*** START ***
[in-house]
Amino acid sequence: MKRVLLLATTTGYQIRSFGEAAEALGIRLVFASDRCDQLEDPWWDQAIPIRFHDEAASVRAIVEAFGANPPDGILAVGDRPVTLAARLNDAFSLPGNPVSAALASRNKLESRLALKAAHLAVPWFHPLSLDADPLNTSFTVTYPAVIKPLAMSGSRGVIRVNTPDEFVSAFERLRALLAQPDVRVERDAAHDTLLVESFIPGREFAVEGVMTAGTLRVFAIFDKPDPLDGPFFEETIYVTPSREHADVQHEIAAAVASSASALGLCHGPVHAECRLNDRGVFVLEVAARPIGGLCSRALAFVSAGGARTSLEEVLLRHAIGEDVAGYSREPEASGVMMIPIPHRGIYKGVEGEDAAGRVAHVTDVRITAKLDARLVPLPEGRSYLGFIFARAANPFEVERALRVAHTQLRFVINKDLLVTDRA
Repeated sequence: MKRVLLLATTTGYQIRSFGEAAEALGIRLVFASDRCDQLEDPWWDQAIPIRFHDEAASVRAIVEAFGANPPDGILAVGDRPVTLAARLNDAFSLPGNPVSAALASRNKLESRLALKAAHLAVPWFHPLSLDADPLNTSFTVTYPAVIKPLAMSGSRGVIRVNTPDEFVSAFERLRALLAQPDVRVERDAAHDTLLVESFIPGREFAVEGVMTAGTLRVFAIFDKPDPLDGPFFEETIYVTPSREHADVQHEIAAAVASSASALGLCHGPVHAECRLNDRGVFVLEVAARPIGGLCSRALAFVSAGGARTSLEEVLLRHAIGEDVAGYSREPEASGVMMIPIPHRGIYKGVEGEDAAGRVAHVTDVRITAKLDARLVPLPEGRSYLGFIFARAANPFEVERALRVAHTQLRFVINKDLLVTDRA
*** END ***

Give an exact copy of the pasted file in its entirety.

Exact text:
[in-house]
Amino acid sequence: MKRVLLLATTTGYQIRSFGEAAEALGIRLVFASDRCDQLEDPWWDQAIPIRFHDEAASVRAIVEAFGANPPDGILAVGDRPVTLAARLNDAFSLPGNPVSAALASRNKLESRLALKAAHLAVPWFHPLSLDADPLNTSFTVTYPAVIKPLAMSGSRGVIRVNTPDEFVSAFERLRALLAQPDVRVERDAAHDTLLVESFIPGREFAVEGVMTAGTLRVFAIFDKPDPLDGPFFEETIYVTPSREHADVQHEIAAAVASSASALGLCHGPVHAECRLNDRGVFVLEVAARPIGGLCSRALAFVSAGGARTSLEEVLLRHAIGEDVAGYSREPEASGVMMIPIPHRGIYKGVEGEDAAGRVAHVTDVRITAKLDARLVPLPEGRSYLGFIFARAANPFEVERALRVAHTQLRFVINKDLLVTDRA
Repeated sequence: MKRVLLLATTTGYQIRSFGEAAEALGIRLVFASDRCDQLEDPWWDQAIPIRFHDEAASVRAIVEAFGANPPDGILAVGDRPVTLAARLNDAFSLPGNPVSAALASRNKLESRLALKAAHLAVPWFHPLSLDADPLNTSFTVTYPAVIKPLAMSGSRGVIRVNTPDEFVSAFERLRALLAQPDVRVERDAAHDTLLVESFIPGREFAVEGVMTAGTLRVFAIFDKPDPLDGPFFEETIYVTPSREHADVQHEIAAAVASSASALGLCHGPVHAECRLNDRGVFVLEVAARPIGGLCSRALAFVSAGGARTSLEEVLLRHAIGEDVAGYSREPEASGVMMIPIPHRGIYKGVEGEDAAGRVAHVTDVRITAKLDARLVPLPEGRSYLGFIFARAANPFEVERALRVAHTQLRFVINKDLLVTDRA